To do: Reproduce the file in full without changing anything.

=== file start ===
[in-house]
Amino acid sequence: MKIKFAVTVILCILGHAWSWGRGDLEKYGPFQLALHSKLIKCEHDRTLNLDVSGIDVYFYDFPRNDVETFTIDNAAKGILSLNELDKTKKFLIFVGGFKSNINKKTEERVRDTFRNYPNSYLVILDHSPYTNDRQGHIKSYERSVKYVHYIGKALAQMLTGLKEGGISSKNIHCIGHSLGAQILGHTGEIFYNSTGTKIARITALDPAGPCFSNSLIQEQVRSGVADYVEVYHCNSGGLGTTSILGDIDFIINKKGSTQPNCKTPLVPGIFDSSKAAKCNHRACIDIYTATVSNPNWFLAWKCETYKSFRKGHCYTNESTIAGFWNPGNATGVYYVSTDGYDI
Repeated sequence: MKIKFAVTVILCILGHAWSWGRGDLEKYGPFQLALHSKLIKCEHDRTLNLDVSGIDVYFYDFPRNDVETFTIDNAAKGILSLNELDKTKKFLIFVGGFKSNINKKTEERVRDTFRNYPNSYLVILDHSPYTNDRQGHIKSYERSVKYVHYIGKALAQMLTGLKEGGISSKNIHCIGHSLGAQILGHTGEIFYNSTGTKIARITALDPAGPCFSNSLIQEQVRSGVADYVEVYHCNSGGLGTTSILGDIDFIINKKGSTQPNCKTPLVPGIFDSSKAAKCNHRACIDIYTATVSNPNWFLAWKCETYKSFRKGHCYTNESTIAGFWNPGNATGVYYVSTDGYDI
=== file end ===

[in-house]
Amino acid sequence: MKIKFAVTVILCILGHAWSWGRGDLEKYGPFQLALHSKLIKCEHDRTLNLDVSGIDVYFYDFPRNDVETFTIDNAAKGILSLNELDKTKKFLIFVGGFKSNINKKTEERVRDTFRNYPNSYLVILDHSPYTNDRQGHIKSYERSVKYVHYIGKALAQMLTGLKEGGISSKNIHCIGHSLGAQILGHTGEIFYNSTGTKIARITALDPAGPCFSNSLIQEQVRSGVADYVEVYHCNSGGLGTTSILGDIDFIINKKGSTQPNCKTPLVPGIFDSSKAAKCNHRACIDIYTATVSNPNWFLAWKCETYKSFRKGHCYTNESTIAGFWNPGNATGVYYVSTDGYDI
Repeated sequence: MKIKFAVTVILCILGHAWSWGRGDLEKYGPFQLALHSKLIKCEHDRTLNLDVSGIDVYFYDFPRNDVETFTIDNAAKGILSLNELDKTKKFLIFVGGFKSNINKKTEERVRDTFRNYPNSYLVILDHSPYTNDRQGHIKSYERSVKYVHYIGKALAQMLTGLKEGGISSKNIHCIGHSLGAQILGHTGEIFYNSTGTKIARITALDPAGPCFSNSLIQEQVRSGVADYVEVYHCNSGGLGTTSILGDIDFIINKKGSTQPNCKTPLVPGIFDSSKAAKCNHRACIDIYTATVSNPNWFLAWKCETYKSFRKGHCYTNESTIAGFWNPGNATGVYYVSTDGYDI